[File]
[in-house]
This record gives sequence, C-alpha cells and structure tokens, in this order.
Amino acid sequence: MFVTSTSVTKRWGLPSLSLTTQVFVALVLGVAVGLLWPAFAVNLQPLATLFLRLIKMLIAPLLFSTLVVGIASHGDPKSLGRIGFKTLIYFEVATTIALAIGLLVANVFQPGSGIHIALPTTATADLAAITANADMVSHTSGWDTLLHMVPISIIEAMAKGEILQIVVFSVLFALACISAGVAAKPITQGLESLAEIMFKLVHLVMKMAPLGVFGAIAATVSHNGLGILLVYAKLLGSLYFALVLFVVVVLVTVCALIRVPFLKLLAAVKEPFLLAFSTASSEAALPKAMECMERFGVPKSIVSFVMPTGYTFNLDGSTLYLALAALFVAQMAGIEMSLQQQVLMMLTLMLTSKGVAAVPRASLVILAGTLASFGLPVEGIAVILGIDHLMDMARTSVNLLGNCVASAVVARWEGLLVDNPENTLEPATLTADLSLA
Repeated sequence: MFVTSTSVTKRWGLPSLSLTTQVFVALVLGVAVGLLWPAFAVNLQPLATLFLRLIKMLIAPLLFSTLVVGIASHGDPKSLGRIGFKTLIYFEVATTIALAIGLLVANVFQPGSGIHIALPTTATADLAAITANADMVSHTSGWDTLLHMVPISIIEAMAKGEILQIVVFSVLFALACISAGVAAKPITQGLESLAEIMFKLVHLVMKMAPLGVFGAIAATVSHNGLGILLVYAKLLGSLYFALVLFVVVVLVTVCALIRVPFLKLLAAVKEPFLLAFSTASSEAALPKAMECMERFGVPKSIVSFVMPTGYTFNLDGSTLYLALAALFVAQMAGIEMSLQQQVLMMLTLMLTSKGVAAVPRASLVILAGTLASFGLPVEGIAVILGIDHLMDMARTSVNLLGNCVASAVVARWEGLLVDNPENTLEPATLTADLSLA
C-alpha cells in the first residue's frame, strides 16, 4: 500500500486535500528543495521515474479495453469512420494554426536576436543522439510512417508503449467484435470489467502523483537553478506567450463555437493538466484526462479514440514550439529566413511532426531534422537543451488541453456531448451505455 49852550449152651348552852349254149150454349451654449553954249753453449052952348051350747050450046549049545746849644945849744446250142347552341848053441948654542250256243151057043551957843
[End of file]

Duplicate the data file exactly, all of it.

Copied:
[in-house]
This record gives sequence, C-alpha cells and structure tokens, in this order.
Amino acid sequence: MFVTSTSVTKRWGLPSLSLTTQVFVALVLGVAVGLLWPAFAVNLQPLATLFLRLIKMLIAPLLFSTLVVGIASHGDPKSLGRIGFKTLIYFEVATTIALAIGLLVANVFQPGSGIHIALPTTATADLAAITANADMVSHTSGWDTLLHMVPISIIEAMAKGEILQIVVFSVLFALACISAGVAAKPITQGLESLAEIMFKLVHLVMKMAPLGVFGAIAATVSHNGLGILLVYAKLLGSLYFALVLFVVVVLVTVCALIRVPFLKLLAAVKEPFLLAFSTASSEAALPKAMECMERFGVPKSIVSFVMPTGYTFNLDGSTLYLALAALFVAQMAGIEMSLQQQVLMMLTLMLTSKGVAAVPRASLVILAGTLASFGLPVEGIAVILGIDHLMDMARTSVNLLGNCVASAVVARWEGLLVDNPENTLEPATLTADLSLA
Repeated sequence: MFVTSTSVTKRWGLPSLSLTTQVFVALVLGVAVGLLWPAFAVNLQPLATLFLRLIKMLIAPLLFSTLVVGIASHGDPKSLGRIGFKTLIYFEVATTIALAIGLLVANVFQPGSGIHIALPTTATADLAAITANADMVSHTSGWDTLLHMVPISIIEAMAKGEILQIVVFSVLFALACISAGVAAKPITQGLESLAEIMFKLVHLVMKMAPLGVFGAIAATVSHNGLGILLVYAKLLGSLYFALVLFVVVVLVTVCALIRVPFLKLLAAVKEPFLLAFSTASSEAALPKAMECMERFGVPKSIVSFVMPTGYTFNLDGSTLYLALAALFVAQMAGIEMSLQQQVLMMLTLMLTSKGVAAVPRASLVILAGTLASFGLPVEGIAVILGIDHLMDMARTSVNLLGNCVASAVVARWEGLLVDNPENTLEPATLTADLSLA
C-alpha cells in the first residue's frame, strides 16, 4: 500500500486535500528543495521515474479495453469512420494554426536576436543522439510512417508503449467484435470489467502523483537553478506567450463555437493538466484526462479514440514550439529566413511532426531534422537543451488541453456531448451505455 49852550449152651348552852349254149150454349451654449553954249753453449052952348051350747050450046549049545746849644945849744446250142347552341848053441948654542250256243151057043551957843